On Thursday the United States decided to ban commercial fishing in its 200,000 square miles of national waters in the Chukchi and Beaufort seas. The goal of this wise decision is not to forever ban fishing in the Arctic, but to know what we're doing before we fish. The Arctic is changing fast. The spectacular loss of ice over the last four years is one of the planet's most striking examples of global warming.
Less ice also opens Arctic waters to more oil and gas development, expanded international shipping and, potentially, commercial fishing.
Cod and snow crab would be likely targets of industrial fishing operations. There is no such fishing in this area of the Arctic now. So now is the right time for the ban, until managers have a better idea of how the ecosystems work and how to make the right rules for sustainable fisheries.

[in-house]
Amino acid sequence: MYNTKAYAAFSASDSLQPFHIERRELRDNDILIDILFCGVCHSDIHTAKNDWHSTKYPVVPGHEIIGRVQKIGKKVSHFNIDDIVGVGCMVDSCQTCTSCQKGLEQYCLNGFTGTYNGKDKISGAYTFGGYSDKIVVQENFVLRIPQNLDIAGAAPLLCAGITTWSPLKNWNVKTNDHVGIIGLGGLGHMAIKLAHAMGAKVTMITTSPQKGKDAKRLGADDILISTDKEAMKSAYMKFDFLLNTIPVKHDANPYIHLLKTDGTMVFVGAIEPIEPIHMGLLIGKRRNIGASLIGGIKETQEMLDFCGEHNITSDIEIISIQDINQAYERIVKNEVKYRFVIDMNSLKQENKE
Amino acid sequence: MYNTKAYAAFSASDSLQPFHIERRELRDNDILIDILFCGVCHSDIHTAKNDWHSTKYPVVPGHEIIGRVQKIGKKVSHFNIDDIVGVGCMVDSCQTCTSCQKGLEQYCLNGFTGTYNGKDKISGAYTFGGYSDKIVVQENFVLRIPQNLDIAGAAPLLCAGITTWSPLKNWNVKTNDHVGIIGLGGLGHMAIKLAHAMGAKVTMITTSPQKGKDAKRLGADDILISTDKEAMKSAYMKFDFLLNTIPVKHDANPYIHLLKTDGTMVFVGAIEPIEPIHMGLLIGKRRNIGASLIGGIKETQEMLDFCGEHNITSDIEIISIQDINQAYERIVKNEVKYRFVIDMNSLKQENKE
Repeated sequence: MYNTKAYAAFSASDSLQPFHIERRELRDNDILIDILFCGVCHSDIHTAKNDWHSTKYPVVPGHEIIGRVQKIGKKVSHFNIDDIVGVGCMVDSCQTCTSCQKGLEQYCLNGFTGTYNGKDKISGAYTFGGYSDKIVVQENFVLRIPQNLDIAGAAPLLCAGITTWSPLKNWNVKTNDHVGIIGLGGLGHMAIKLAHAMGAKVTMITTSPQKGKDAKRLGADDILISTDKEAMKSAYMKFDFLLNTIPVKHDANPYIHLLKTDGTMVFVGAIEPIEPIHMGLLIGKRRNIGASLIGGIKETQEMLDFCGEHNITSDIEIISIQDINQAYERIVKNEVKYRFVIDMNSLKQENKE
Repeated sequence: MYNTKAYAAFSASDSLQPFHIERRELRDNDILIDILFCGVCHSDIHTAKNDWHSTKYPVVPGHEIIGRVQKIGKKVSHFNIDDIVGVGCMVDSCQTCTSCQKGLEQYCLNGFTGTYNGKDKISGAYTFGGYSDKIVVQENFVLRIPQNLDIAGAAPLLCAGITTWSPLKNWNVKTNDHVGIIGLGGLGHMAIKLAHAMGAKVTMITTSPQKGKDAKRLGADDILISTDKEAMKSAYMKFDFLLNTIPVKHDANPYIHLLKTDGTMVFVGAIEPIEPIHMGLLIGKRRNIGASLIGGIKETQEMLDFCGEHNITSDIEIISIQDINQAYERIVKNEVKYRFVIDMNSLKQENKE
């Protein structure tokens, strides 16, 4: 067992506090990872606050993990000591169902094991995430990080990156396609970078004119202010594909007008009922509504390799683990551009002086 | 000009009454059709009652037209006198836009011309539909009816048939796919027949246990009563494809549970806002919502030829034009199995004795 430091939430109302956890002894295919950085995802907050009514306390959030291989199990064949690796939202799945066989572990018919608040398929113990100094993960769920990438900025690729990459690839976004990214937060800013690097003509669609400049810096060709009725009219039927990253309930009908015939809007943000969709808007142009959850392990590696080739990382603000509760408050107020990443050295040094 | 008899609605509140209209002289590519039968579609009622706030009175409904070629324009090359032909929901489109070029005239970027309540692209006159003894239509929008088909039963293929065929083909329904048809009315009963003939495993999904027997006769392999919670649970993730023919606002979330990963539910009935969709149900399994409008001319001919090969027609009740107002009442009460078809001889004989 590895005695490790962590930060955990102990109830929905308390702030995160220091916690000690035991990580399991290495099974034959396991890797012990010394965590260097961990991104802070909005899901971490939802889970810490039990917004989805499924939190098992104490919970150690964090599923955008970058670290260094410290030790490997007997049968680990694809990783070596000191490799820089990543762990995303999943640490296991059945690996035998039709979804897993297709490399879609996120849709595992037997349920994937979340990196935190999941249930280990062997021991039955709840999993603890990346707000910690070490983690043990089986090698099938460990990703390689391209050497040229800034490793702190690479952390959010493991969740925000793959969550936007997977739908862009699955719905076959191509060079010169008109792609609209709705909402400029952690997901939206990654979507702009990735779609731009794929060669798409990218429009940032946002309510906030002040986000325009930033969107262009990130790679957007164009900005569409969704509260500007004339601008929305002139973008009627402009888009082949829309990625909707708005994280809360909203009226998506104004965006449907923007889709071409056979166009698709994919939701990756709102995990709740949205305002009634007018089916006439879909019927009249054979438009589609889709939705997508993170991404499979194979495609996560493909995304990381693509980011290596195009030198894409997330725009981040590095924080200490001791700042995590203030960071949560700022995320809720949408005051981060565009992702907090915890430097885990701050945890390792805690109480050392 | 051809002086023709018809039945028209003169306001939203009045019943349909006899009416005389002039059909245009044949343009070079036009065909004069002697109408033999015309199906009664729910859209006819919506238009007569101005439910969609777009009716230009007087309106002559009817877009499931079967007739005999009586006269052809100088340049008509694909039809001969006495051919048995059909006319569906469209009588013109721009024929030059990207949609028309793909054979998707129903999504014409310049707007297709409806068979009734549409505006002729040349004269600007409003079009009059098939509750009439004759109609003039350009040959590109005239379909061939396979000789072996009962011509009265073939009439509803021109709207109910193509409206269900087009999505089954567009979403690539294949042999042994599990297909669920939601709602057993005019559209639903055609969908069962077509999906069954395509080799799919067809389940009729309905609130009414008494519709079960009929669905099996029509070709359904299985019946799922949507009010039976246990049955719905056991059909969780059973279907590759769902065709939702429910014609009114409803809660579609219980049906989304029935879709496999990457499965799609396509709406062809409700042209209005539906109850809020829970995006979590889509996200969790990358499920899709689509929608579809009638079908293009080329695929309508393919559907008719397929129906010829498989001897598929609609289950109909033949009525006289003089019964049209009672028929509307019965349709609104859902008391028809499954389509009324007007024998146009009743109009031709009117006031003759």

The ban does not apply to Alaskans' subsistence fishing or commercial fisheries already under management plans, like Pacific salmon and halibut.
Jane Lubchenco, head of the National Oceanic and Atmospheric Administration, said Thursday the ban is "the first fisheries management plan to be proactive," aiming to set rules in advance before large-scale fishing gets under way.
With the ban, the United States takes a lead role in wise use of the Arctic. That's a lead we should keep.
BOTTOM LINE: Arctic fishing ban is good stewardship, smart policy.